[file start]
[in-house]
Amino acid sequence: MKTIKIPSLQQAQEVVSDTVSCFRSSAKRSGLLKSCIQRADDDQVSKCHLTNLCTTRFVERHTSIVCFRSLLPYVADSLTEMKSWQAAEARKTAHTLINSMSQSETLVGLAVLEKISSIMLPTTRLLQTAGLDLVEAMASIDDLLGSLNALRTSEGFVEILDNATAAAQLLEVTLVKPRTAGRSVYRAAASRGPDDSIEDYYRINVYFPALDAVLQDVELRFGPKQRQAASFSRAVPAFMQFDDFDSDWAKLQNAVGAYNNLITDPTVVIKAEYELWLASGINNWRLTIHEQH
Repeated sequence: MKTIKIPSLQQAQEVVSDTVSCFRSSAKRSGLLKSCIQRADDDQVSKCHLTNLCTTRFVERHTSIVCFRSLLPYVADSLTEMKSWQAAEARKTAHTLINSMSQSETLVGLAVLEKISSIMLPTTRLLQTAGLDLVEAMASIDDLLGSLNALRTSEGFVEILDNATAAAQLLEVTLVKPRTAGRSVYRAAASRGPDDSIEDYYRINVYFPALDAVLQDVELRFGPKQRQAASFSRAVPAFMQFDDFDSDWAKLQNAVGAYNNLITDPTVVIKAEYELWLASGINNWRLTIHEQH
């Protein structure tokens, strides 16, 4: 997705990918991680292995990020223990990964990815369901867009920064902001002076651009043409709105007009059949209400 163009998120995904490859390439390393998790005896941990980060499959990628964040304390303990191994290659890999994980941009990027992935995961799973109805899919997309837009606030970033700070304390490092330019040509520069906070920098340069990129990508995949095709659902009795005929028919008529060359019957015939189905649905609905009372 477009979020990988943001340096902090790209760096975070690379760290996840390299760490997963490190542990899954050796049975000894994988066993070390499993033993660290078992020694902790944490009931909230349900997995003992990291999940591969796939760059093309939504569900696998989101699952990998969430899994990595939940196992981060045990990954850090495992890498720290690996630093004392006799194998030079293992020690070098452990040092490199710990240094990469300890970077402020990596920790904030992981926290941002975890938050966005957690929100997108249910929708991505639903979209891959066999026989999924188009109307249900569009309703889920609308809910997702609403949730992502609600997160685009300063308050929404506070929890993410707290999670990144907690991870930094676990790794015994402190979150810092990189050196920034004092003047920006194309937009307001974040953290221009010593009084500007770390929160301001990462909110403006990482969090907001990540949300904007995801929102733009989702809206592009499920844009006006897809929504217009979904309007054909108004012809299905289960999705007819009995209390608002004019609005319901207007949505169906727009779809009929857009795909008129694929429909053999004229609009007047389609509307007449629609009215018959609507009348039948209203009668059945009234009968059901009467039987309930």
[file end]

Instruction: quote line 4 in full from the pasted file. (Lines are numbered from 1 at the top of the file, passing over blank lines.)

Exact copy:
């Protein structure tokens, strides 16, 4: 997705990918991680292995990020223990990964990815369901867009920064902001002076651009043409709105007009059949209400 163009998120995904490859390439390393998790005896941990980060499959990628964040304390303990191994290659890999994980941009990027992935995961799973109805899919997309837009606030970033700070304390490092330019040509520069906070920098340069990129990508995949095709659902009795005929028919008529060359019957015939189905649905609905009372 477009979020990988943001340096902090790209760096975070690379760290996840390299760490997963490190542990899954050796049975000894994988066993070390499993033993660290078992020694902790944490009931909230349900997995003992990291999940591969796939760059093309939504569900696998989101699952990998969430899994990595939940196992981060045990990954850090495992890498720290690996630093004392006799194998030079293992020690070098452990040092490199710990240094990469300890970077402020990596920790904030992981926290941002975890938050966005957690929100997108249910929708991505639903979209891959066999026989999924188009109307249900569009309703889920609308809910997702609403949730992502609600997160685009300063308050929404506070929890993410707290999670990144907690991870930094676990790794015994402190979150810092990189050196920034004092003047920006194309937009307001974040953290221009010593009084500007770390929160301001990462909110403006990482969090907001990540949300904007995801929102733009989702809206592009499920844009006006897809929504217009979904309007054909108004012809299905289960999705007819009995209390608002004019609005319901207007949505169906727009779809009929857009795909008129694929429909053999004229609009007047389609509307007449629609009215018959609507009348039948209203009668059945009234009968059901009467039987309930």